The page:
The Germans seem determined to convert their language into an English hybrid, but they do have some good words of their own. One of them is hoffähig. It originally meant someone who was sufficiently noble to appear in a king’s court, and now means persons or ideas that are acceptable in polite company. Given the company it has been keeping lately, one might say that the theory of group selection is finally becoming hoffähig. Following its recent warm embrace by E. O. Wilson in his book, The Social Conquest of Earth, another member of the scientific nobility has now come forward in its defense. This time it’s Jonathan Haidt, a psychologist at the University of Virginia, and an expert on morality and the moral emotions.
In a comment on Steven Pinker’s recent article on group selection with the heading, “To See Group Selection, Look at Groupishness during Intergroup Competition, Not Altruism during Interpersonal Competition,” Haidt managed to avoid stumbling over some of the more obvious landmines that await those who haven’t stayed abreast of recent developments in the field. One such landmine is the notion, espoused by Wilson and his collaborators, Martin Nowak and Corina Tarnita, that group selection and inclusive fitness theory are somehow antagonistic. In fact, as group selection proponent David Sloan Wilson and others have pointed out, they are actually equivalent frameworks for describing natural selection. Another is the idea that group selection and altruism are somehow joined at the hip. As Haidt puts it,
I think the opposite of selfishness in evolutionary terms should not always be altruism. For the purposes of the present debate, it should be groupishness. The hand of group-level selection is most clearly seen, I believe, when we look at behaviors that may be costly for the individual, but that don’t transfer that cost as a benefit to a specific other group member (which would help the selfish individualists prosper in a multi-level analysis). Rather, mental mechanisms that encourage individuals to do things that help their team succeed, despite some cost to the self, are the most likely candidates for having come down to us by a path in which group-selection played a part.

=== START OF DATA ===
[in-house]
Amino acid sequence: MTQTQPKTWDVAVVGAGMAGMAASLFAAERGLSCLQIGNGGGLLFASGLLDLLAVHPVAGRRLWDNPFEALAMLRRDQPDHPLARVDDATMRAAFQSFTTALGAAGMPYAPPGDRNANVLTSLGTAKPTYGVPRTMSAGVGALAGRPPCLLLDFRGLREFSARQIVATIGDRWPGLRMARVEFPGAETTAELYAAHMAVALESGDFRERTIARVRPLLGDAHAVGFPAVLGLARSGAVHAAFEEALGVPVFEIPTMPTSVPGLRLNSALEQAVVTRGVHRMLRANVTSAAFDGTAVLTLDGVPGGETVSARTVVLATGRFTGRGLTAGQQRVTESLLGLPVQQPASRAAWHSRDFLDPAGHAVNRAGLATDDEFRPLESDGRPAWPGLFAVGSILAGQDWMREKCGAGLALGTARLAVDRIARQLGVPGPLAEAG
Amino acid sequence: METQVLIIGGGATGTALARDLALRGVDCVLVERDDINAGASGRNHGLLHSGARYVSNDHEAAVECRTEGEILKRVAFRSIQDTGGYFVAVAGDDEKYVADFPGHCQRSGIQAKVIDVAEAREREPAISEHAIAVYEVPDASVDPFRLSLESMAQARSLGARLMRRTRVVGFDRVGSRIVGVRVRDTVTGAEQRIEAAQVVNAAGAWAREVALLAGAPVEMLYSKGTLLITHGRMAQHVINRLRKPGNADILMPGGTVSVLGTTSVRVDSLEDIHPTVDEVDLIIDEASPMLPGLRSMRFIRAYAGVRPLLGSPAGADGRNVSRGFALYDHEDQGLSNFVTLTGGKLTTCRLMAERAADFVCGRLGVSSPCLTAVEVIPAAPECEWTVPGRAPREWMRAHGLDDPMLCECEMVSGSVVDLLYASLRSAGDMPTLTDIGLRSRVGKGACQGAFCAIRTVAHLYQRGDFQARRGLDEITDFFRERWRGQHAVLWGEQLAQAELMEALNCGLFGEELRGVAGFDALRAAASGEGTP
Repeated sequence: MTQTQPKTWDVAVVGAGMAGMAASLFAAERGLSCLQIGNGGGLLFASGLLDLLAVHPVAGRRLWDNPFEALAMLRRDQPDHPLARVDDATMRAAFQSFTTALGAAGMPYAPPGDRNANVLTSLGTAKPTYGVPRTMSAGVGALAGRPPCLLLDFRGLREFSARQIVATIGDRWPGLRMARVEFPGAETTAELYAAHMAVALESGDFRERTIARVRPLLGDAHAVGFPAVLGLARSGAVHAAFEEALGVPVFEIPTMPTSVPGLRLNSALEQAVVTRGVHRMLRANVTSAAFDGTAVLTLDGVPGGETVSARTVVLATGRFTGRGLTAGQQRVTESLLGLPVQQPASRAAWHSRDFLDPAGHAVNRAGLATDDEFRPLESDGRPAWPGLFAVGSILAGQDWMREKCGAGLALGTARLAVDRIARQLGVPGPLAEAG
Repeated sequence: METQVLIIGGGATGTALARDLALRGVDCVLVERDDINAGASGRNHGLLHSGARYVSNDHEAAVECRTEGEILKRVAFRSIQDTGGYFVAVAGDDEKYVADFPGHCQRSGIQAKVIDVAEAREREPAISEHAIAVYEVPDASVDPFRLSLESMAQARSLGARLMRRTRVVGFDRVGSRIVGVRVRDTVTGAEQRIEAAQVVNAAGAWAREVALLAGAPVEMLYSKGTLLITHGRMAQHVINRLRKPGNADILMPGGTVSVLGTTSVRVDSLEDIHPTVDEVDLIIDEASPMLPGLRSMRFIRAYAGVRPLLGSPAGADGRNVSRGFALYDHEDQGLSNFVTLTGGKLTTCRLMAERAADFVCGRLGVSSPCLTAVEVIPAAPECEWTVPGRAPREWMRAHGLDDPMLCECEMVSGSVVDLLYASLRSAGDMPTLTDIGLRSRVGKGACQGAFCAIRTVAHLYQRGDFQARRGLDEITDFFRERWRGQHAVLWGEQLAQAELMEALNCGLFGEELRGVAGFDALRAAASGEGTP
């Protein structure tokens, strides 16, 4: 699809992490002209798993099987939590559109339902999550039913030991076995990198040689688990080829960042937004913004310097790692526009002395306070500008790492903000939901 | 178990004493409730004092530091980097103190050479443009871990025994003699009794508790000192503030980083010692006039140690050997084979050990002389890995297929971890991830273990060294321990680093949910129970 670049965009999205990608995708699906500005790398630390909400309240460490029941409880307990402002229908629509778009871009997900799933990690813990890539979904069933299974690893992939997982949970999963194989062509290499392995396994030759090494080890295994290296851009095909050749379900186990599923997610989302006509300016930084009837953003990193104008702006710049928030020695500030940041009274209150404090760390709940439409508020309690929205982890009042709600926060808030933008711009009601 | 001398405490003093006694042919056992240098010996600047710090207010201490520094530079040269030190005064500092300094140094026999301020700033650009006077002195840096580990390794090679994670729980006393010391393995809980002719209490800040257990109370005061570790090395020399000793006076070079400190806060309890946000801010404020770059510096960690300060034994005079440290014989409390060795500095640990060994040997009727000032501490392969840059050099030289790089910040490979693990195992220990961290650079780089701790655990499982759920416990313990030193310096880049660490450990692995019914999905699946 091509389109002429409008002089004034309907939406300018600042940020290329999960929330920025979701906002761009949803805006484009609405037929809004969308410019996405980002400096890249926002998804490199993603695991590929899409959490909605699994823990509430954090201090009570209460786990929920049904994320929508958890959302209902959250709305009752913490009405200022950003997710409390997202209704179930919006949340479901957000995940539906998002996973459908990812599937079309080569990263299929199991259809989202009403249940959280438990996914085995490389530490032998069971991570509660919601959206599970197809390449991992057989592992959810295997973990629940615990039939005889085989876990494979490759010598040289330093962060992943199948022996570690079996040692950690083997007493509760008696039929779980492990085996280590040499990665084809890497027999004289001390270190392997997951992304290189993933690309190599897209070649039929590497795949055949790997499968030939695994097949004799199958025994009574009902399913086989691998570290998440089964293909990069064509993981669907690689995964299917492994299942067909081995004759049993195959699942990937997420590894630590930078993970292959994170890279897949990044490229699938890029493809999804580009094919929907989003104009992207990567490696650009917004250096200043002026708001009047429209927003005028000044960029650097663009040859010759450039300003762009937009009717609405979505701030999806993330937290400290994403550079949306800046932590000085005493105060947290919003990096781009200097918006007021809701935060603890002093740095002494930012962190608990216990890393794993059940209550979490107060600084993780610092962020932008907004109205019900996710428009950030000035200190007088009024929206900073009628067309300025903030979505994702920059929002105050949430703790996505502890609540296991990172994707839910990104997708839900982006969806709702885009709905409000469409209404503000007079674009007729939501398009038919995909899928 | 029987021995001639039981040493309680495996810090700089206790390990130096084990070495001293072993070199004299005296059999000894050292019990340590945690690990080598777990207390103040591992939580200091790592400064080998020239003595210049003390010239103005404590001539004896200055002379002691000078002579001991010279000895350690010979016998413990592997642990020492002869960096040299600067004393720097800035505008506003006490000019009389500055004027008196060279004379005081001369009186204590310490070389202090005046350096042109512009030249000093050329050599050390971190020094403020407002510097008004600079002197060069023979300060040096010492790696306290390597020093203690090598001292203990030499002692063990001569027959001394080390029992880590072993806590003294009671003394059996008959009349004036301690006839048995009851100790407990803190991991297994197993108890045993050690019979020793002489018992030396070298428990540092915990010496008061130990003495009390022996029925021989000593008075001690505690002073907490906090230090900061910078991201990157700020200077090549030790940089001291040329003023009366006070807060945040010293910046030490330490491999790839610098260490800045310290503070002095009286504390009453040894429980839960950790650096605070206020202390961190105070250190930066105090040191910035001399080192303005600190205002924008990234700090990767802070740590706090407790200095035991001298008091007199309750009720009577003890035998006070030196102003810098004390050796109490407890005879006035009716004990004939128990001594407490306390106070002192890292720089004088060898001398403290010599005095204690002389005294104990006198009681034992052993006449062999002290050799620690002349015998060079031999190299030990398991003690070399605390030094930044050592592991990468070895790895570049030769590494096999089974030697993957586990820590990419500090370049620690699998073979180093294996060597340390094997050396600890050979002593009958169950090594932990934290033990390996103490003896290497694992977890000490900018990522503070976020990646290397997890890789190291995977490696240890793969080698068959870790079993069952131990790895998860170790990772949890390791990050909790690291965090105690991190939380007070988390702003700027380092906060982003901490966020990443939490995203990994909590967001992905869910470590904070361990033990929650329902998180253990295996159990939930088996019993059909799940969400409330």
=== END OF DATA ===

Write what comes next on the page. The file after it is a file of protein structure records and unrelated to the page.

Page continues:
In fact, the obsession with associating altruism with group selection is remarkable in view of the many other behavioral traits associated with groups. For example, group competition in general and ingroup-outgroup behavior, or what Robert Ardrey called the Amity/Enmity Complex, in particular, receive comparatively scant attention. The pervasiveness of warfare throughout our history cannot really be explained without reference to these traits. That is, perhaps, the reason for the lack of interest. In the heyday of the Blank Slate, the obsession was with “aggression” instead of altruism. Rather than admit that anything so ideologically unpalatable might be associated with innate behavioral traits, orthodox experts in human behavior preferred to bury their heads in the sand and pretend that there was no such thing as human nature. That pretense has now become untenable, but similar ideological reasons still exist for focusing on the “good” aspects of human nature, and ignoring the “bad.” Now we are told that “altruism” can be dialed up full blast, until all of us finally see every single one of our fellow human beings as belonging to our own “ingroup.” This notion is almost as fantastic as the old obsession with the Blank Slate, and Haidt is having none of it. Again, in his words,
If you want to see fish, look in the water, where fish are most likely to be found. If you want to see evidence of group selection, look at small groups in competition, which is where group-selected traits are most likely to be found… If you look beyond altruism among strangers and you examine instead the psychological traits that motivate and enable cohesion, trust, and effective coordination during times of intergroup competition, then at least you’re looking in the right pond, and I see fish.
Perhaps Haidt has sharper vision than I. I’m not sure I see fish, but I can certainly imagine them. My vision might improve if some of the evolutionary biologists’ “sophisticated” mathematical models really were sophisticated. I’m a computational physicist, and compared to a modern fluid dynamics or radiation transport code, their models seem hopelessly crude to me. To mimic nature, you need models that approach nature as closely as possible. In physics we refer to them as “full physics codes.” Show me a model of group selection that can bear comparison with a 3D implicit Monte Carlo radiation transport code. Then my eyes will get a whole lot better.